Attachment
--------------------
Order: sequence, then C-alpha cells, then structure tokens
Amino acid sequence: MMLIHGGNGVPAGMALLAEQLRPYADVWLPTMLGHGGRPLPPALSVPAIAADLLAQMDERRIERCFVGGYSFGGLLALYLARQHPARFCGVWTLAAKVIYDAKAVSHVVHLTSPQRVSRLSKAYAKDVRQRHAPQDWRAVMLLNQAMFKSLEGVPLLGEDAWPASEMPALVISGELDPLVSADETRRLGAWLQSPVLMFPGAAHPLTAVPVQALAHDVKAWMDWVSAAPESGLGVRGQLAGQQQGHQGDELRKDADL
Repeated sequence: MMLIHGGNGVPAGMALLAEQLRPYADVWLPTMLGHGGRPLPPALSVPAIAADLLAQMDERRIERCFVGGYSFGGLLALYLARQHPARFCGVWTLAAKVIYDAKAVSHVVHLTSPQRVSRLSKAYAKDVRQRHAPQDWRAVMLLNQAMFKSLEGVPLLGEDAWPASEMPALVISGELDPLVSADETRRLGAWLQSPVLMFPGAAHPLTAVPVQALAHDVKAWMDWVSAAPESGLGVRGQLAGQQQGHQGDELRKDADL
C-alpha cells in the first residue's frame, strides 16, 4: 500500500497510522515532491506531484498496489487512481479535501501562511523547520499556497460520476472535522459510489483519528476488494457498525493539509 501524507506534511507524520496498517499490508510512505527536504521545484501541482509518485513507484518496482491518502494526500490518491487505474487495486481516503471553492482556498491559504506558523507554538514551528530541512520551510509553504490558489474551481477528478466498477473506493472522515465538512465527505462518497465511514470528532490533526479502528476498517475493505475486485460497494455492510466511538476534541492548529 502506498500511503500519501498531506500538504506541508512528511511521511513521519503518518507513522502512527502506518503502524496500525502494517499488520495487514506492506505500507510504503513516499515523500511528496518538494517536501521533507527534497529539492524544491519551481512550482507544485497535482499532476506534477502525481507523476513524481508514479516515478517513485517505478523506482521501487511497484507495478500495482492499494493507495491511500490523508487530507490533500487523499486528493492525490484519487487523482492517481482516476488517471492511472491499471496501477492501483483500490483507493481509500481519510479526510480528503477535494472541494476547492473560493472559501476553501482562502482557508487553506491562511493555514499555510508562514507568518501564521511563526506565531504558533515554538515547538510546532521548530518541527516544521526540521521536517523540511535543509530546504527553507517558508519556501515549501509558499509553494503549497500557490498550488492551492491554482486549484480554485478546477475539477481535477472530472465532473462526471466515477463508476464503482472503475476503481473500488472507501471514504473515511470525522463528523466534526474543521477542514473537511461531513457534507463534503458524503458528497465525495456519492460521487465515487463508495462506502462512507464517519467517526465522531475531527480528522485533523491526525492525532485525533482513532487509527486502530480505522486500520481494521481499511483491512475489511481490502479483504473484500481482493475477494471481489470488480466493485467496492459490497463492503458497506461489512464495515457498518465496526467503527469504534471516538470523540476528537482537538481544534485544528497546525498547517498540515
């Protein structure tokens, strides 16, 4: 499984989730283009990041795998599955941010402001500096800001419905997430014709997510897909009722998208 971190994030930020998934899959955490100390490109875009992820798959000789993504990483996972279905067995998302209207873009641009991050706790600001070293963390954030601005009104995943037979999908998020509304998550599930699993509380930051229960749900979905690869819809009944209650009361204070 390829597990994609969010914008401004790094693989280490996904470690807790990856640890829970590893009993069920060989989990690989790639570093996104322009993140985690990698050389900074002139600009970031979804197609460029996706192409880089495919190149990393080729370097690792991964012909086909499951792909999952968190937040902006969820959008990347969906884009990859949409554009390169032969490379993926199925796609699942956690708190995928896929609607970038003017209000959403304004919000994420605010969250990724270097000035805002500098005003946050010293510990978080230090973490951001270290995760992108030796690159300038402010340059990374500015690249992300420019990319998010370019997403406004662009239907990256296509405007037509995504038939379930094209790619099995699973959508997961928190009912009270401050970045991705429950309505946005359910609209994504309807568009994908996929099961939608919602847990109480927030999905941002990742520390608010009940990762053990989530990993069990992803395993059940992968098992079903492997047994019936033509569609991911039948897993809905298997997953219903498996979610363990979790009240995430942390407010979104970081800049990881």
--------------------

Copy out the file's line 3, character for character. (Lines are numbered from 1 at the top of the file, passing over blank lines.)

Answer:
Repeated sequence: MMLIHGGNGVPAGMALLAEQLRPYADVWLPTMLGHGGRPLPPALSVPAIAADLLAQMDERRIERCFVGGYSFGGLLALYLARQHPARFCGVWTLAAKVIYDAKAVSHVVHLTSPQRVSRLSKAYAKDVRQRHAPQDWRAVMLLNQAMFKSLEGVPLLGEDAWPASEMPALVISGELDPLVSADETRRLGAWLQSPVLMFPGAAHPLTAVPVQALAHDVKAWMDWVSAAPESGLGVRGQLAGQQQGHQGDELRKDADL